(Imagine the justificative possibilities. [omg! did I just make another analogy?!])
[UPDATES below the fold.]
I'm just in the door and about to be out the door again, so I'll have to be brief and promise to cure any undue glibness later. [UPDATE II: Forgot to make clear that these remarks were intended to be in response to comments below. (And Y, I'm telling you, it was a lion!)]
First, mostly what Jon said. (In this respect too, cf. the second link above.)
Second, the main (though certainly not only) problem with the line of reasoning Ross is using (and I like Ross, despite never agreeing with him, ever) is that it treats a majority belief as Bayesian evidence when it's the competence of that very belief that is in issue. That a majority of people are drawn to a belief can't be a bearer of any verification for that belief when there is independent reason to doubt the reliability of that belief, such as, say, a conspicuous history of error in regards to closely related beliefs (again, see Jon's comment below and the second link above). This business, then, of adverting to the manifest sanity of most religious believers is merely a cheap way to leverage the argument that whatever the majority believes ought to be taken seriously. (So if you say, "My belief ought to be taken seriously because it is believed by the majority," that's twice I can't take your beliefs seriously.)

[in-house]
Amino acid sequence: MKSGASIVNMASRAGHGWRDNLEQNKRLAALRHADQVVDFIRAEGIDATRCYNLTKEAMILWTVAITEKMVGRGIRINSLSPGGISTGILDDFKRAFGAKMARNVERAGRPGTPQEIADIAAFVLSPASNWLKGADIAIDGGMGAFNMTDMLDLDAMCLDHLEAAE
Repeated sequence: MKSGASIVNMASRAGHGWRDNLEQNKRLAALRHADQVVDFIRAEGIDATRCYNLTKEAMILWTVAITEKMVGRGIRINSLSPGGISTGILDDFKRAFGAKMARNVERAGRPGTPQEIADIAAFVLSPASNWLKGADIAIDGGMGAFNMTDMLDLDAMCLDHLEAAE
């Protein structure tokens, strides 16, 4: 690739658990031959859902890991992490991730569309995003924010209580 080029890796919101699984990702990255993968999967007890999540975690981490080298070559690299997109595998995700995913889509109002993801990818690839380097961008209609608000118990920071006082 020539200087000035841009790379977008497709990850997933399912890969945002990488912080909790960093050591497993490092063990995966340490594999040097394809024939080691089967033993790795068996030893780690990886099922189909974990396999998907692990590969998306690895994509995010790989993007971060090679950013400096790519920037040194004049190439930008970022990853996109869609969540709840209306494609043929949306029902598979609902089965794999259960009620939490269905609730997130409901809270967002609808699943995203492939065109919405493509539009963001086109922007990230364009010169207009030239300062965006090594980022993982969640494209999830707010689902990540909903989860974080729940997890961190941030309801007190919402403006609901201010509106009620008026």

The main distinguishing feature of the Celestial Teapot or Flying Spaghetti Monster analogues, and what leads those sympathetic to religion to resist them as analogues, is that belief in them clearly could not be desire-driven. Whereas religious beliefs are. (Which is another reason we can't plausibly construe the religious belief of the majority as an independent grounds for taking religious belief seriously.)
Which brings us to one moral of the CTP and FSM analogies: If ninety percent of the population of the planet did come to believe in the CTP & FSM on current evidence, none of the remaining skeptics would take that apparently unmotivated belief change as a reason to lend greater credence to those ridiculous postulates. And this case is immaterially distinct from the case in which such belief was there all along.
FINAL UPDATE: Try this.